MINDEMOYA—The community of Providence Bay is part of the focus of the Great Art for Great Lakes (GAGL) project being delivered by Waterlution.
At a Central Manitoulin council meeting earlier this month, Councillor Alex Baran informed council, “Nancy (Kinoshameg), our EDO (economic development officer), had come across a project through Waterlution originally, as Manitoulin Island had been selected as one of the site for an art installation under this program.”
“Our EDO had suggested that Providence Bay should apply to be one of the locations, and we twinned with the Village Square project in Providence Bay, as there are already six slabs in place for installation of art under this project,” said Mr. Baran.
Councillor Derek Stephens said, “what a great venue for the 150 Canada anniversary celebrations in Providence Bay-to have this in place.”
“We have a large artistic community in Central Manitoulin that supports art and they will definitely be in support of this,” added Councillor Pat MacDonald.
Council passed a motion “to approve the alignment of the Great Lakes Art for Great Lakes project with the Village Square project in Providence Bay.”
An article by Karen Kun, of Waterlution, on the International Joint Commission (IJC) website notes, “Great Art for Great Lakes (GAGL) is the first project under the ‘Greatness’ banner and is being delivered by Waterlution, a non-governmental organization based in Oakville, Ontario. Great Arts for Great Lakes will invoke the power of the arts in strengthening Ontarians understanding of an attachment to the Great Lakes, by celebrating the lakes through a variety of artistic means.”
“GAGL is a two-year project that involves a series of arts and learning workshops focused around eight Great Lakes communities,” wrote Ms. Kun. “Commissioned artists will co-create artworks with communities that build up toward celebrating the 150th anniversary of Confederation (creating both Canada and Ontario) and produce a lasting digital showcase.”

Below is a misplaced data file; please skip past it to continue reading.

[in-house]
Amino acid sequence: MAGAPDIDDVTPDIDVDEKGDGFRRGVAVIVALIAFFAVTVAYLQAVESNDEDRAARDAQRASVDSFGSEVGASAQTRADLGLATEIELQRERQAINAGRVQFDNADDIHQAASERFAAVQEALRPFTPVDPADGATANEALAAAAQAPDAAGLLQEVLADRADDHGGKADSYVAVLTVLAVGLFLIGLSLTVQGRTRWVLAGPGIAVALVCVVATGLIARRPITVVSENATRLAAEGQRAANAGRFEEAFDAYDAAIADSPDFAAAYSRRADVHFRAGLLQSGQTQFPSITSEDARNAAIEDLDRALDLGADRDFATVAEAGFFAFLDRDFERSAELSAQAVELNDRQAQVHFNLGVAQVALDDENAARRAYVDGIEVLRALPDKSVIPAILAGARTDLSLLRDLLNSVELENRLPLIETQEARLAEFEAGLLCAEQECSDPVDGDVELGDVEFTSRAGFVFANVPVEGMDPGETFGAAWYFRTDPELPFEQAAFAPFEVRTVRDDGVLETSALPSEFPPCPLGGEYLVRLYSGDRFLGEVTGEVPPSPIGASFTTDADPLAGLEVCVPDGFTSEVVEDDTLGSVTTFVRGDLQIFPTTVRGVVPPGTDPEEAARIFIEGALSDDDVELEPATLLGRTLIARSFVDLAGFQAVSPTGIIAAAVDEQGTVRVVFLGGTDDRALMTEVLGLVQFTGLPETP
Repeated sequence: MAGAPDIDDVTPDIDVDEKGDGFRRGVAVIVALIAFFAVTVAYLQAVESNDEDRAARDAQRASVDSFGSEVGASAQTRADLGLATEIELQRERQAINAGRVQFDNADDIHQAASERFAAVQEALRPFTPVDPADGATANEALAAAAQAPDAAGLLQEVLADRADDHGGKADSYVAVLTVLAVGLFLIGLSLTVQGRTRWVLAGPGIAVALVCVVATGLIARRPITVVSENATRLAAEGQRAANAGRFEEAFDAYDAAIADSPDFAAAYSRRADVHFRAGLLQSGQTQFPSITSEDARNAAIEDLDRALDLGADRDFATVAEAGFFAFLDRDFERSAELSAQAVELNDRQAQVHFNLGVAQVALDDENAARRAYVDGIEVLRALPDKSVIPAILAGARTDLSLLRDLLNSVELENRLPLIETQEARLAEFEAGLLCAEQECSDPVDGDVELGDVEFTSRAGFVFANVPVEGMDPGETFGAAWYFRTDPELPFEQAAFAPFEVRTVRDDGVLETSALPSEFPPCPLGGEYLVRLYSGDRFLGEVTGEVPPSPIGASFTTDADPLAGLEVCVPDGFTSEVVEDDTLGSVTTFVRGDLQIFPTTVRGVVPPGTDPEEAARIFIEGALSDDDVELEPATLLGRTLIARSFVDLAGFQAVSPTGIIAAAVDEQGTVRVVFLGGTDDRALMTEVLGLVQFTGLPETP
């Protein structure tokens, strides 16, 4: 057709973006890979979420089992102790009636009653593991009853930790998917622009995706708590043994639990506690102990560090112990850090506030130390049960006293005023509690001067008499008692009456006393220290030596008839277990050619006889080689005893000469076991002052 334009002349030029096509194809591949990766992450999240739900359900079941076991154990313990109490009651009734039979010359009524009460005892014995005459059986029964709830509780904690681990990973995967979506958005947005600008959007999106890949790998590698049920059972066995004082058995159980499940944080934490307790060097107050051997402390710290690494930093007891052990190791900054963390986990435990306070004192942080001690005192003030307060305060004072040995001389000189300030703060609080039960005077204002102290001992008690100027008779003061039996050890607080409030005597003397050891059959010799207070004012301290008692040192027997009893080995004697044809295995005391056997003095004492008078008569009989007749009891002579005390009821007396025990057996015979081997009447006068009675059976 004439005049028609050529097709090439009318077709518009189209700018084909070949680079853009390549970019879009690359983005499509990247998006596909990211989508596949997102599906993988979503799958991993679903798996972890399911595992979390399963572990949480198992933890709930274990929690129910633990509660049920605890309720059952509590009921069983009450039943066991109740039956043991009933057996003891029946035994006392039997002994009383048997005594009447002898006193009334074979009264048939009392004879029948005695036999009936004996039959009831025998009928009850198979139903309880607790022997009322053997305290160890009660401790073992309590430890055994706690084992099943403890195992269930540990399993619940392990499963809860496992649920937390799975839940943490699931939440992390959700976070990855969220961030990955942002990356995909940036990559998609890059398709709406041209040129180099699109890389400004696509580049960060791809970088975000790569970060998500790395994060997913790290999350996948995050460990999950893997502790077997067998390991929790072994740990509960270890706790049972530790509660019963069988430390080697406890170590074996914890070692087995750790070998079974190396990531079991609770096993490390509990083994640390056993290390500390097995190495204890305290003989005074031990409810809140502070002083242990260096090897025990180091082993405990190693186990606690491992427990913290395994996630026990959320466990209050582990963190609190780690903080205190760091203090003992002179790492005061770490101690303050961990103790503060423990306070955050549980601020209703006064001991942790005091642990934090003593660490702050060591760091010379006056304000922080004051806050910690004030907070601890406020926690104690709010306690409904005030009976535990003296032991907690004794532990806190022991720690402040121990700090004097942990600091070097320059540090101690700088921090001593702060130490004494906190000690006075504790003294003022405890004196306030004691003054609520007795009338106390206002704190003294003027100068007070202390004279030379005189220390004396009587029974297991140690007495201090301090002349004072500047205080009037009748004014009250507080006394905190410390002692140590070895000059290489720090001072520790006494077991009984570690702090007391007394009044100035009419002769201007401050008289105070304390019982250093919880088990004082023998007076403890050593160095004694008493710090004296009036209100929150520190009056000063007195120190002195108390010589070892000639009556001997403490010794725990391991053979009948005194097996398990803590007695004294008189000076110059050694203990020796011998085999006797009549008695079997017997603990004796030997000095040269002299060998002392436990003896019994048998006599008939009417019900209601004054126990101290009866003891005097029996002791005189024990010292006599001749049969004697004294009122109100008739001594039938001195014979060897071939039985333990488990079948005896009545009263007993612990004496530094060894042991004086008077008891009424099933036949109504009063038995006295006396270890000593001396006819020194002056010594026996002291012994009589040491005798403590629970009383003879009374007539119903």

Proposals are still being accepted for the first eight artists. The ninth art project has been commissioned to two Kingston-based artists, who will create a digital showcase called Community Flow that will combine Great Lakes scientific data and small art pieces produced at the local workshops, wrote Ms. Kun. The Great Art for Great Lakes project grew from a June 2015 session in which a diverse group of prominent Ontarians drawn from the arts, science, media, design, First Nations, business, environment, culture, youth and sport communities was convened by Lt. Gov . Elizabeth Dowdesdell of Ontario.
“During that session, Ms. Dowdesdell invited participants to explore how celebrating the Great Lakes can help protect their service to the environment, people and economy, while engendering a stronger sense of identity and pride in our citizens. The group concluded that bold and noble initiative was needed to champion the importance and value of the Great Lakes, to provide a window on all that is being done and can be done for them, and to make the Great Lakes iconic for the people of Ontario, across Canada and around the globe.”
Project leader Christopher McLeod told the Recorder, “Manitoulin Island, and specifically Providence Bay was one of the first places chosen. They have a square village park that has six slabs-pads for outdoor sculptures. Through our project a sculpture will be installed on one of these.”
“Manitoulin was identified as one of eight communities for the project,” said Mr. McLeod. “Providence Bay is a beautiful location for this.” He explained, “we are looking at three phases for this project, one Great Lakes water event workshop where we will unveil the selected artist for the project, and have an event, probably on Canada Day. Secondly, an artist workshop looking at artists from the community with engagement-participation will take place. Then an artist-lead facilitator will be on hand during the Providence Bay Fair. The chosen artist will then have time to finish their project ready for the unveiling probably around Labour Day.”
“This project is open to any artist in Sudbury-Manitoulin Island district to apply,” continued Mr. McLeod.
The call for artists interested in creating the work of art in the Manitoulin-Sudbury area will be announced as of March 13.
Mr. McLeod explained, “Julio Crolic, our artist in residence, travelled last summer and she visited Manitoulin Island and spoke to the folks at 4Elements Living Arts in Kagawong who have their own project going on, as to what would be possible. She said the Island is beautiful and suggested Providence Bay for this project, as it is beautiful in itself and they have the six pads in place with no art work on them currently. It was decided to reward the community for all its hard work and support them.”